Harrington's Sort & Cull
John Harrington DTN Livestock Analyst

Monday 03/24/14

The Feeder Pit as Broken Rain Gauge

I know it's a fool's errand. But if the dunce cap fits, you might as well wear it.

I'm talking about making sense of the futures market on a daily basis, fully explaining each floor trading settlement as a logical consequence of basic fundamentals (or at least loosely rational implications of outside markets and/or world events).

Some days I can weave a plausible narrative. Some days it's like writing a novel entitled "Zombies in Space."

Starting the last trading week in March, today's action landed somewhere in the middle.

On one hand, live cattle contracts closed the session moderately higher, a technically insignificant shift that nonetheless made sense given the large premium status of recent feedlot sales and the exaggerated selling suffered by last week's board.

Some might argue that such firmness was painfully irrational in the face of Friday's "bearish" on-feed report that confirmed a much larger placement total than generally expected. Yet today's rally didn't strike me as a disconnect in that regard. After all, summer live contracts were already trading $14-$18 below spot cash before the monthly inventory hit the street.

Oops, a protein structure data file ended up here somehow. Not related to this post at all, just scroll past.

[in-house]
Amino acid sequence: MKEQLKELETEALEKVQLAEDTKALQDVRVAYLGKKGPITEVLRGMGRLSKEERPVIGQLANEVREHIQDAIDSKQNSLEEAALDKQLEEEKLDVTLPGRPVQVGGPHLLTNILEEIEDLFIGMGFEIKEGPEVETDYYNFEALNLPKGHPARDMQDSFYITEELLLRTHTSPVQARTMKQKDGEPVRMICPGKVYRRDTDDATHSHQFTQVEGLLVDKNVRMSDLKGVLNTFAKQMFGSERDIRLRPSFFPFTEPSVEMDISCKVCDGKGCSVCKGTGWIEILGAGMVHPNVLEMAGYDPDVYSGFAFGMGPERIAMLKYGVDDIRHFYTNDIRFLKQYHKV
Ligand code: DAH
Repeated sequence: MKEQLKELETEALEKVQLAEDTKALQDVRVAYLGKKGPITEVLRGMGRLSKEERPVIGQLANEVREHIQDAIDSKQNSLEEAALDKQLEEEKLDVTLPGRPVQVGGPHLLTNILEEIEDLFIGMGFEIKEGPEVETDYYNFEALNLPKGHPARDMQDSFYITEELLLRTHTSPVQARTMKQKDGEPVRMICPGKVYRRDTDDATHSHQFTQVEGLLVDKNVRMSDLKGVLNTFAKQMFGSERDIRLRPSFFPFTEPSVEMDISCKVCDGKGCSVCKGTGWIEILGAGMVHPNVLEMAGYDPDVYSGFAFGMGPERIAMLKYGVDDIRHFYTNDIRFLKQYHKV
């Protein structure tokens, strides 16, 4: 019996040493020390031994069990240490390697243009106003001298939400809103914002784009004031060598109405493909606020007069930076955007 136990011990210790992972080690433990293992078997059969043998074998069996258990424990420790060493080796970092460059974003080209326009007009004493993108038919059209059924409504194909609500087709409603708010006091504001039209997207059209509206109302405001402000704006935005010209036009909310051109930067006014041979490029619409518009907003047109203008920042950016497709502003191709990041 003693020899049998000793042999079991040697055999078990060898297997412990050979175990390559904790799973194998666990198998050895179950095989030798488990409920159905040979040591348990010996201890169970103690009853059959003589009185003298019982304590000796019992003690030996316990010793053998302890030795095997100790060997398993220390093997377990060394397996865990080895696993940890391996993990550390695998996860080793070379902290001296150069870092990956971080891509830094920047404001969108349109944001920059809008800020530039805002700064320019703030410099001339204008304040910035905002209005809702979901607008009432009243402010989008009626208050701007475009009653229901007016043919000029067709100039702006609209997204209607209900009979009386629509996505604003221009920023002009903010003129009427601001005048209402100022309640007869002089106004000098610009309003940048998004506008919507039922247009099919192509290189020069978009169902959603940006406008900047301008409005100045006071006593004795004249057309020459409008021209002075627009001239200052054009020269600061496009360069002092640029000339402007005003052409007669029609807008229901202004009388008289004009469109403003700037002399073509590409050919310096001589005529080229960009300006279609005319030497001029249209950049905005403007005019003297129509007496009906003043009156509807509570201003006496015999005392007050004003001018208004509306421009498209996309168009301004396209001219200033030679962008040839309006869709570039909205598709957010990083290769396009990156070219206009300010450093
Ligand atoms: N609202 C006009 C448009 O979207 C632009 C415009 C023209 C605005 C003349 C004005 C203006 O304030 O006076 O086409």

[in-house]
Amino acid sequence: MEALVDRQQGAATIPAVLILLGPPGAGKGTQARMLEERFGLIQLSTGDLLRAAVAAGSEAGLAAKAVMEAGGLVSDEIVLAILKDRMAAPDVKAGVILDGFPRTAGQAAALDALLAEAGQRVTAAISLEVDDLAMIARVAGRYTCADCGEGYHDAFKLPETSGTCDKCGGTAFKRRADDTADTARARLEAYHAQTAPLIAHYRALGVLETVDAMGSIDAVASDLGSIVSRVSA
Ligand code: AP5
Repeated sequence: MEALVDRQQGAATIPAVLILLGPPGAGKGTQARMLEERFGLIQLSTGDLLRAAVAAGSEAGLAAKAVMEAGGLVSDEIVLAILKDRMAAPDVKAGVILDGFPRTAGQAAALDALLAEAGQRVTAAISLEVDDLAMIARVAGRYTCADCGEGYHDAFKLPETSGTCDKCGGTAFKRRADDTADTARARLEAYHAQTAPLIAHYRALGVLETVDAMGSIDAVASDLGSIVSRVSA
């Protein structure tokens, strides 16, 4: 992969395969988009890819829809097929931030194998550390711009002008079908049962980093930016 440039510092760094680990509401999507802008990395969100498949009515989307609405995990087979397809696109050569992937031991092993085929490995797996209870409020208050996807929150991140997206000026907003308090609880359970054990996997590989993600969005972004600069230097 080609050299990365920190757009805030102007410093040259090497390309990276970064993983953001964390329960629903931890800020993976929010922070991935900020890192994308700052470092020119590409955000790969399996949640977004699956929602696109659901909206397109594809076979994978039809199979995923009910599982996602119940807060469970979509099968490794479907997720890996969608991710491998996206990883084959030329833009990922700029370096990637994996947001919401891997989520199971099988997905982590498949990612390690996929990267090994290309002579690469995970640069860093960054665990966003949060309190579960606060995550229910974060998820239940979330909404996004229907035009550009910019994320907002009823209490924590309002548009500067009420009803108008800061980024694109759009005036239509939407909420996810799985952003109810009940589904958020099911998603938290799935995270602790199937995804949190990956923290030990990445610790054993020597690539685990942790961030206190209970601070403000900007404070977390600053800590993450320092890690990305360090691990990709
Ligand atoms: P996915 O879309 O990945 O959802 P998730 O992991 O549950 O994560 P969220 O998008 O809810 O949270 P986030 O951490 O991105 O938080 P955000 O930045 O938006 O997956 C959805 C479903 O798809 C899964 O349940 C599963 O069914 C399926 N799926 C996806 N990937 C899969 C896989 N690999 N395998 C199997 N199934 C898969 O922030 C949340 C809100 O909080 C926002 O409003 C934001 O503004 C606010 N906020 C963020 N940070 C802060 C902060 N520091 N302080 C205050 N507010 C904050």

Similarly, the mixed settlement of the lean hog pit was not difficult to explain. With the uncertainty surrounding the March 1 H&P report quickly rising on the horizon (i.e., to be released this Friday at 2 p.m. CDT), long liquidation and the unwinding of bull spreads seemed as predictable as thoughtful and prudent profit taking.

So far, so good.

Unfortunately, triple-digit gains in feeder cattle futures (oblivious to sharply higher corn prices, no less) kept me from running the reality-based table.

Now I'm sure some determined feeder bulls will take objection to my puzzlement before today's surging tide, pointing both to the impressive strength of the cash index and the price positive implications of February's sizable placement (i.e., reducing tight feeder supplies outside of feedlots even more).

While I partially see the drift of their bias, something just didn't seem right in the way today's feeder board staged its aggressive rebound. Part of my bewilderment may be tied to replacement valuations that somehow assume that fed prices in the second and third quarters will be as record breaking as they've been through the quarter soon to close.

Yet my more fundamental problem stems from reports that some much of the nation's pasture is seriously dry and in desperate need of bountiful plus spring rains. This seems especially true throughout the Southern Plains.

If crucial precipitation in ranch country over the next several months proves to be unacceptably stingy, short-term arguments for tight feedlot replacement could evaporate as quickly as a mirage in Death Valley.

Given the way feeder futures ignored such a possibility today, I guess either all CME rain gauges are either hidden from the view of traders or otherwise broken.

For more of John's comments, visit http://feelofthemarket.com/…


Posted at 4:59PM CDT 03/24/14 by John Harrington
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